Gallery: Saluting young heroes at Suffolk awards

MORE often than not, teenagers are in the news for all of the wrong reasons.

But yesterday, inspirational youngsters from across Suffolk were honoured at the Suffolk Young People of the Year (YOPEY) awards.

Ryan Jay was named the overall winner at the awards ceremony, held at the Seckford Theatre at Woodbridge School, for his work with fellow teenagers in the Gainsborough area of Ipswich.

The 16-year-old has helped to rebuild his community library over the past two years and established a youth club, known as Club4Teenz, to cut anti-social behaviour.

He runs arts and crafts sessions, cooking classes, healthy eating workshops , games and gardening and Ryan’s commitment has even seen him pay for items from his own pocket.


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Tony Gearing, founder of the awards, said: “The judges said that Ryan could teach the Prime Minister a thing or two about the big society.

“There is now very little anti-social behaviour outside the library, instead the kids go in and take part in the positive activities he lays on.”

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Ryan was handed a cash prize of �1,000 and will spend half on his club.

Another of the community-minded winners at yesterday’s ceremony was Billy Murkin from Thurston, near Bury St Edmunds. He too has been involved in engaging youngsters in more positive activities.

Billy, 17, said last night: “We attended a meeting last year where they talked about taking the youth shelter away and from there we formed a youth committee and eventually two youth clubs.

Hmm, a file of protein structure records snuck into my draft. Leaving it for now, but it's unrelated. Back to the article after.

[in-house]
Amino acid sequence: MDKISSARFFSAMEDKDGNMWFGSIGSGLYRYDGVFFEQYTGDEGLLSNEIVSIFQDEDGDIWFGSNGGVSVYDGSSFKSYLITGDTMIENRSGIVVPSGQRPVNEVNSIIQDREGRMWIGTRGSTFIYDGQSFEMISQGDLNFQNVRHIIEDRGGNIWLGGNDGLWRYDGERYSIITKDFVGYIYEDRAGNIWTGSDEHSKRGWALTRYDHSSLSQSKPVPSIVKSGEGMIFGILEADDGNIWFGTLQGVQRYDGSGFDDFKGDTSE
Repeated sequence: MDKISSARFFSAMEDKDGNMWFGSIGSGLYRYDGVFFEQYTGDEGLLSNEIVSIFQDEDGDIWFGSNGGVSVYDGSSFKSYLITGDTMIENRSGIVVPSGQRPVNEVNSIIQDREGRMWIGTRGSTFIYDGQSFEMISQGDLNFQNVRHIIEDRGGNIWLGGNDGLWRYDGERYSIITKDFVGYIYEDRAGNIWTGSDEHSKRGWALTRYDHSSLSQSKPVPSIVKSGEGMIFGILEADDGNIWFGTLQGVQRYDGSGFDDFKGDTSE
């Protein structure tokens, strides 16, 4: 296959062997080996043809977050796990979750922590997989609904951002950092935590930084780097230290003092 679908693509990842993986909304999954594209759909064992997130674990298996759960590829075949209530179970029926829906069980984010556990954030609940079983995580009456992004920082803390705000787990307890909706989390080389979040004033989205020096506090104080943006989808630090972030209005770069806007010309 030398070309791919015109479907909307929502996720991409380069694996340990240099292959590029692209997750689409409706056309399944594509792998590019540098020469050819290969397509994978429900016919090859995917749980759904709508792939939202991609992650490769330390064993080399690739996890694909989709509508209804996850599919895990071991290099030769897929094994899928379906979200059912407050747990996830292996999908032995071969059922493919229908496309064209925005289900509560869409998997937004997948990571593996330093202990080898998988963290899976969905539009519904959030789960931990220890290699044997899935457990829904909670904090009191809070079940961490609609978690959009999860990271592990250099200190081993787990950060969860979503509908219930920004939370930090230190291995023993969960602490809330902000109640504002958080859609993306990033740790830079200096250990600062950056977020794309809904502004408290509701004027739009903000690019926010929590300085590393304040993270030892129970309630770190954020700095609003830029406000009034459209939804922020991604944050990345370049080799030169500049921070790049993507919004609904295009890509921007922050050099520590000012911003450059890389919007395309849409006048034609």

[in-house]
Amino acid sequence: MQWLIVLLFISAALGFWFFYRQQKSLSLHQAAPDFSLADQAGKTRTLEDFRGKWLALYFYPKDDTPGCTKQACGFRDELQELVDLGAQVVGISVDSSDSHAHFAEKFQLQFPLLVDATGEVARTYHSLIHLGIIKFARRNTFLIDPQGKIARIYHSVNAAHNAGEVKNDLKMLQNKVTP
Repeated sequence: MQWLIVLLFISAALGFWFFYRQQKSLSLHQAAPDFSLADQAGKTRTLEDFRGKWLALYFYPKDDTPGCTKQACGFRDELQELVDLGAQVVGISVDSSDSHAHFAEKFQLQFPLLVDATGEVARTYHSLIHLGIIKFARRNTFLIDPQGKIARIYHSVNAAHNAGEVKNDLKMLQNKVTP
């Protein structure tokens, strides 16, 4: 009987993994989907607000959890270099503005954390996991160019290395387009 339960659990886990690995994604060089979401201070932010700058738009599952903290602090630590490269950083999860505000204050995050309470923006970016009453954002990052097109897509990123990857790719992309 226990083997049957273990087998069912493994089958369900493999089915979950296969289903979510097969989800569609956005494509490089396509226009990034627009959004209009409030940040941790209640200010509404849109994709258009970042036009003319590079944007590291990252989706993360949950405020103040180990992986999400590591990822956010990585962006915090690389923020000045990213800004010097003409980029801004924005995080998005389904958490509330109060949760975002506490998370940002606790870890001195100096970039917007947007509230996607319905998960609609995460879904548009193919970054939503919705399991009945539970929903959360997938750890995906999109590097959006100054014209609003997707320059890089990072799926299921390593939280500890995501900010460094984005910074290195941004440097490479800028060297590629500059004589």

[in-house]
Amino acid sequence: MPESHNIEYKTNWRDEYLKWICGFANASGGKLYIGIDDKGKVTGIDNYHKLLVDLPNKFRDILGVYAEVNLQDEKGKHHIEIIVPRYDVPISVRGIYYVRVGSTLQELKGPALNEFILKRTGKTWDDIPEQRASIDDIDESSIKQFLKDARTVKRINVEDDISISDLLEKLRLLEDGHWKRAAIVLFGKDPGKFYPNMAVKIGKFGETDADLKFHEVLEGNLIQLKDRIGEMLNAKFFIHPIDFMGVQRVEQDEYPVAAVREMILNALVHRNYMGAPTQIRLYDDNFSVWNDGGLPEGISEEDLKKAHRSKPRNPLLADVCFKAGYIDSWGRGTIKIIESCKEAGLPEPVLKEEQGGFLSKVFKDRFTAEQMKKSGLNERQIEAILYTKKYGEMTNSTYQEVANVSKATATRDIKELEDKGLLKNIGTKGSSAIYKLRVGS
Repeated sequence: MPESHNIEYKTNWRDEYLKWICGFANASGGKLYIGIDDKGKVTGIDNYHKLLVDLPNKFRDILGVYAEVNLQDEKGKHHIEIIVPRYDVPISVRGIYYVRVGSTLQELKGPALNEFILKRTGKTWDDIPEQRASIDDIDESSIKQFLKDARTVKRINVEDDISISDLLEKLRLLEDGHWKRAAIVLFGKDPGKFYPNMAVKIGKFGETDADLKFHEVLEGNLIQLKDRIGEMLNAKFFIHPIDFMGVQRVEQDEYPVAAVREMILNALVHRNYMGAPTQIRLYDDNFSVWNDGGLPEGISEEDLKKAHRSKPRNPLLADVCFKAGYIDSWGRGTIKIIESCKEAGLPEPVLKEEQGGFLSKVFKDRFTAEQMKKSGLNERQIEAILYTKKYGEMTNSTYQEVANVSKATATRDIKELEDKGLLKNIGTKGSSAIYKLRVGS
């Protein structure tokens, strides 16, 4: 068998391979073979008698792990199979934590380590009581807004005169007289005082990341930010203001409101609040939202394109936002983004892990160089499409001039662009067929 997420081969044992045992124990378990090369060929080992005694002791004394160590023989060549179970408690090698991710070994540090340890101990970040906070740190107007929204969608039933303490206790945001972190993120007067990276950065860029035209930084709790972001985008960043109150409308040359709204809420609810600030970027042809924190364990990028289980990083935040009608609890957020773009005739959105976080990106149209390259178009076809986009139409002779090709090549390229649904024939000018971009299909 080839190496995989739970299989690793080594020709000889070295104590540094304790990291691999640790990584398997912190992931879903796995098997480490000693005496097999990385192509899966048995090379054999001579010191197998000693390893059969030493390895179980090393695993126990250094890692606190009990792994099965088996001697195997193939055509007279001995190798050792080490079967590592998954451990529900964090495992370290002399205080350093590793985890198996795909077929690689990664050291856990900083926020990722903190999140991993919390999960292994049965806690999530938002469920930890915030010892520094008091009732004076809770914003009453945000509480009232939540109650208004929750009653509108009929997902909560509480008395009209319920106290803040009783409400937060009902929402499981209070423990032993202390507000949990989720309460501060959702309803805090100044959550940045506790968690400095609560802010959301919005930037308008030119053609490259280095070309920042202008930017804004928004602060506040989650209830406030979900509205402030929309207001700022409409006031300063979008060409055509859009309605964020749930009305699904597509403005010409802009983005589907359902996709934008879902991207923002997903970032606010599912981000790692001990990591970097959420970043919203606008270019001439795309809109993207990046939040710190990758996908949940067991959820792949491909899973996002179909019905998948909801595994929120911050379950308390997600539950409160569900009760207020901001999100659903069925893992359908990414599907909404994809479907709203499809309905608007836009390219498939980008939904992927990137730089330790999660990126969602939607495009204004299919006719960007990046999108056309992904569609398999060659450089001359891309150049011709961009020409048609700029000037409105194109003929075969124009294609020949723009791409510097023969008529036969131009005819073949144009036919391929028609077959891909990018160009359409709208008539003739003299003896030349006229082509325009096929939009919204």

“I was a typical teenager before, always causing trouble, but the responsibility of being chair of the committee has made me realise there are benefits to being an active member of the community.

“It is great seeing different generations working together rather than being at war.” Billy won �500 while junior winner Holly Watson was handed �250.

Holly, 17, of Rubens Walk, Sudbury, launched a hard-hitting, anti-knife campaign in the wake of her brother Liam’s death.

She said: “You always think that other people have done more than you, so I am really pleased to have won.

“The awards are great because they recognise the good young people are doing.”

Referring to her brother, who was tragically stabbed to death in Sudbury last year, Holly said: “I think he would be pretty happy, he would be over the moon that I am doing something positive.”

Judges of the awards included chief constable of Suffolk Constabulary Simon Ash, chairman of Suffolk Police Authority Colin Spence, High Sheriff of Suffolk, Mrs Tessa Innes and chairman of Suffolk County Council, Eddy Alcock.

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